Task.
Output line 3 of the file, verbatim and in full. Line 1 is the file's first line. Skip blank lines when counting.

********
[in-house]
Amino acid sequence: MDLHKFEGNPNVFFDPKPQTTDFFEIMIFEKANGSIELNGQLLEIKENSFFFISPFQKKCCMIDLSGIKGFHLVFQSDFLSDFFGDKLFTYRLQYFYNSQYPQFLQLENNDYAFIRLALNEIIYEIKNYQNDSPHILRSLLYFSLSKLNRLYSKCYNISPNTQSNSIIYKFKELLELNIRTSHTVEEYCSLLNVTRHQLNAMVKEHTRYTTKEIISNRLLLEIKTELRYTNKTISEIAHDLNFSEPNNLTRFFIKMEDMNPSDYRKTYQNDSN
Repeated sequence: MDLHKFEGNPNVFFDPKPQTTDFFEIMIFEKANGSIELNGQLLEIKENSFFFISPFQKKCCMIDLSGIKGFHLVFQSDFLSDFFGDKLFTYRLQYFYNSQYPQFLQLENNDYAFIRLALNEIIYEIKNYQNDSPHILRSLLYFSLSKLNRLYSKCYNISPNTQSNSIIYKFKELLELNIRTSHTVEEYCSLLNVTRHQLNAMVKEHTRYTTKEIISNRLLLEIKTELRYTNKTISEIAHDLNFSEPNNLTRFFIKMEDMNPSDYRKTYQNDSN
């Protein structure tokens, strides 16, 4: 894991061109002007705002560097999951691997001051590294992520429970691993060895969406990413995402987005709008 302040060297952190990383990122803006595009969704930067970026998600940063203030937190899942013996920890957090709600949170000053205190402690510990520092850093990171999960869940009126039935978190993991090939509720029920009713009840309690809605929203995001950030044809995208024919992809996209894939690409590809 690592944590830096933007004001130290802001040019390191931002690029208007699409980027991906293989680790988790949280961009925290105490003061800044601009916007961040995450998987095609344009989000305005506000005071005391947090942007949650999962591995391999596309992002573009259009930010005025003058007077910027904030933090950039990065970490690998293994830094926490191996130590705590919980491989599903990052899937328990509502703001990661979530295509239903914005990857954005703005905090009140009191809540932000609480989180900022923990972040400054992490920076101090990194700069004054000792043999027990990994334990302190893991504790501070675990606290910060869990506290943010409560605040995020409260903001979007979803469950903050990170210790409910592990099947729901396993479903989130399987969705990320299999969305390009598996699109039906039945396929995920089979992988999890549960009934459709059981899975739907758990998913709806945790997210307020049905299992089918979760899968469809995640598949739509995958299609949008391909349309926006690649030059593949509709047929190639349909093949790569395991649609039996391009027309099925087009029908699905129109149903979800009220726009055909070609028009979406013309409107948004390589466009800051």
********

Repeated sequence: MDLHKFEGNPNVFFDPKPQTTDFFEIMIFEKANGSIELNGQLLEIKENSFFFISPFQKKCCMIDLSGIKGFHLVFQSDFLSDFFGDKLFTYRLQYFYNSQYPQFLQLENNDYAFIRLALNEIIYEIKNYQNDSPHILRSLLYFSLSKLNRLYSKCYNISPNTQSNSIIYKFKELLELNIRTSHTVEEYCSLLNVTRHQLNAMVKEHTRYTTKEIISNRLLLEIKTELRYTNKTISEIAHDLNFSEPNNLTRFFIKMEDMNPSDYRKTYQNDSN